|n.||1.||The act of delegating, or investing with authority to act for another; the appointment of a delegate or delegates.|
|2.||One or more persons appointed or chosen, and commissioned to represent others, as in a convention, in Congress, etc.; the collective body of delegates; as, the delegation from Massachusetts; a deputation.|
|3.||(Rom. Law) A kind of novation by which a debtor, to be liberated from his creditor, gives him a third person, who becomes obliged in his stead to the creditor, or to the person appointed by him.|
DELEGATION, civil law. It is a kind of novation, (q.v.) by which the
original debtor, in order to be liberated from his creditor, gives him a
third person, who becomes obliged in his stead to the creditor, or to the
person appointed by him.
2. It results from this definition that a delegation is made by the
concurrence of three parties, and that there may be a fourth. There must be
a concurrence, 1. Of the party delegating, that is, the ancient debtor, who
procures another debtor in his stead. 2. Of the party delegated, who enters
into the obligation in the place of the ancient debtor, either to the
creditor of to some other person appointed by him. 3. Of the creditor, who,
in consequence of the obligation contracted by the party delegated,
discharges the party delegating. Sometimes there intervenes a fourth party
namely, the person indicated by the creditor in whose favor the person
delegated becomes obliged, upon the indication of the creditor, and by the
order of the person delegating. Poth. Ob. part. 3, c. 2, art. 6. See Louis.
Code, 2188, 2189; 3 Wend. 66; 5 N. H. Rep. 410; 20 John. R. 76; 1 Wend. 164;
14 Wend. 116; 11 Serg. & Rawle, 179.
3. Delegation is either perfect or imperfect. It is perfect, When the
debtor who makes the delegation, is discharged by the creditor. It is
imperfect when the creditor retains his rights against the original debtor.
2 Duverg. n. 169. See Novation.
DELEGATION, contracts. The transfer of authority from one or more persons to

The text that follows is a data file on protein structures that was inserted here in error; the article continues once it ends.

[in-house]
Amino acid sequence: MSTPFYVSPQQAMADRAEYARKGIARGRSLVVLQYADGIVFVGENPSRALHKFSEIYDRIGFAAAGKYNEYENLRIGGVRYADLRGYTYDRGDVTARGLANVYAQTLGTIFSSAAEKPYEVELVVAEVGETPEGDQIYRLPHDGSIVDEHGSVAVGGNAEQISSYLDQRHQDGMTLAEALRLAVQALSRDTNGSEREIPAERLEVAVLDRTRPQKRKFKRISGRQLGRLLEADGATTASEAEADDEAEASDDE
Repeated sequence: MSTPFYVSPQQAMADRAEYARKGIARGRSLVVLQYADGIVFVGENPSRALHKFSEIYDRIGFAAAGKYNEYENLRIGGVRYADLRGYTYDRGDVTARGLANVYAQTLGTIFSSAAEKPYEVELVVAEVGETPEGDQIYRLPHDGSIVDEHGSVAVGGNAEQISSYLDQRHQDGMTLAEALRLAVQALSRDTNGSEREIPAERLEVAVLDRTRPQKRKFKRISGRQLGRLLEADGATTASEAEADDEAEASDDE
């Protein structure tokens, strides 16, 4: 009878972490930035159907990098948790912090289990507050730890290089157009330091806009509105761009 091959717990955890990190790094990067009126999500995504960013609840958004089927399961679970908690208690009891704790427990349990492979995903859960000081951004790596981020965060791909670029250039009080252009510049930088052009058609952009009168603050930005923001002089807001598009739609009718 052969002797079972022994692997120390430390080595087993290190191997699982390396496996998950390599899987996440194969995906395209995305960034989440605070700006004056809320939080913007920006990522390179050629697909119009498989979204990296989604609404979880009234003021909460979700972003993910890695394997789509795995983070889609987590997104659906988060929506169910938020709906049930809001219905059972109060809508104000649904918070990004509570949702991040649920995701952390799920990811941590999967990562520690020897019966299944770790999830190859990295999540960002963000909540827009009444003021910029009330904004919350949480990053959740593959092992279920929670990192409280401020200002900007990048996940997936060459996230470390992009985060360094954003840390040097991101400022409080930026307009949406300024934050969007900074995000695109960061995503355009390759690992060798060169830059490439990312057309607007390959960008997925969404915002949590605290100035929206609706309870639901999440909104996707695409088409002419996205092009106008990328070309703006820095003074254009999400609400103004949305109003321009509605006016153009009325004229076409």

one or more others.
2. In general, all persons sui juris may delegate to another authority
to act for them, but to this rule there are exceptions; 1st. On account of
the thing to be done; and 2d. Because the act is of a personal nature, and
incapable of being delegated. 1. The thing to be done must be lawful; for an
authority to do a thing unlawful, is absolutely void. 5 Co. 80. 2.
Sometimes, when the thing to be done is lawful, it must be performed by the
person obligated himself. Com. Dig. Attorney, C 3; Story, on Ag. Sec. 12.
3. When a bare power or authority has been given to another, the latter
cannot in general delegate that authority or any part of it to a third
person, for the obvious reason that the principal relied upon the
intelligence, skill and ability of his agent, and he cannot have the same
confidence in a stranger. Bac. Ab. Authority, D; Com. Dig. Authority, C 3;
12. Mass. 241; 4 Mass. 597; 1 Roll. Ab. Authority, C 1, 15; 4 Camp. 183; 2
M. & Selw. 298, 301; 6 Taunt. 146; 2 Inst. 507.
4. To this general rule that one appointed as agent, trustee, and the
like, cannot delegate his authority, there are exceptions: 1. When the agent
is expressly authorized to make a substitution. 1 Liverm. on Ag. 54. 2. When
the authority is implied, as in the following: cases: 1st. When by the laws
such power is indispensable in order to accomplish the end proposed, as, for
example, when goods are directed to be sold at auction, and the laws forbid
such sales except by licensed auctioneers. 6 S. & R. 386. 2d. When the
employment of such substitute is in the ordinary course of trade, as where
it is the custom of trade to employ a ship broker or other agent for the
purpose of procuring freight and the like. 2 M. & S. 301; 3 John. Ch. R.
167, 178; 6 S. & R. 386. 3d. When it is understood by the parties to be the
mode in which the particular thing would be done. 9 Ves. 234; 3 Chit. Com
Law, 206. 4th. When the powers thus delegated are merely mechanical in their
nature. 1 Hill, (N. Y.) R. 501 Bunb. 166; Sugd. on Pow. 176.
5. As to the form of the delegation, it may be for general purposes, by
a verbal or by a written declaration not under seal, or by acts and
implications. 3 Chit. Com. Law, 5, 194, 195; 7 T. R. 350. But when the act
to be done must be under seal, the delegation must also be under seal. Co.
Litt. 48 b; 5 Binn. 613; 14 S. & R. 331 See Authority.
DELEGATION, legislation. It signifies the whole number of the persons who
represent a district, a state, and the like, in a deliberative assembly; as,
the delegation from Ohio, the delegation from the city of Philadelphia.accession
, delegated authority
, full power
, legitimate succession
, plenipotentiary power
, power of attorney
, power to act
, quid pro quo
, taking over
, tit for tat
, vicarious authority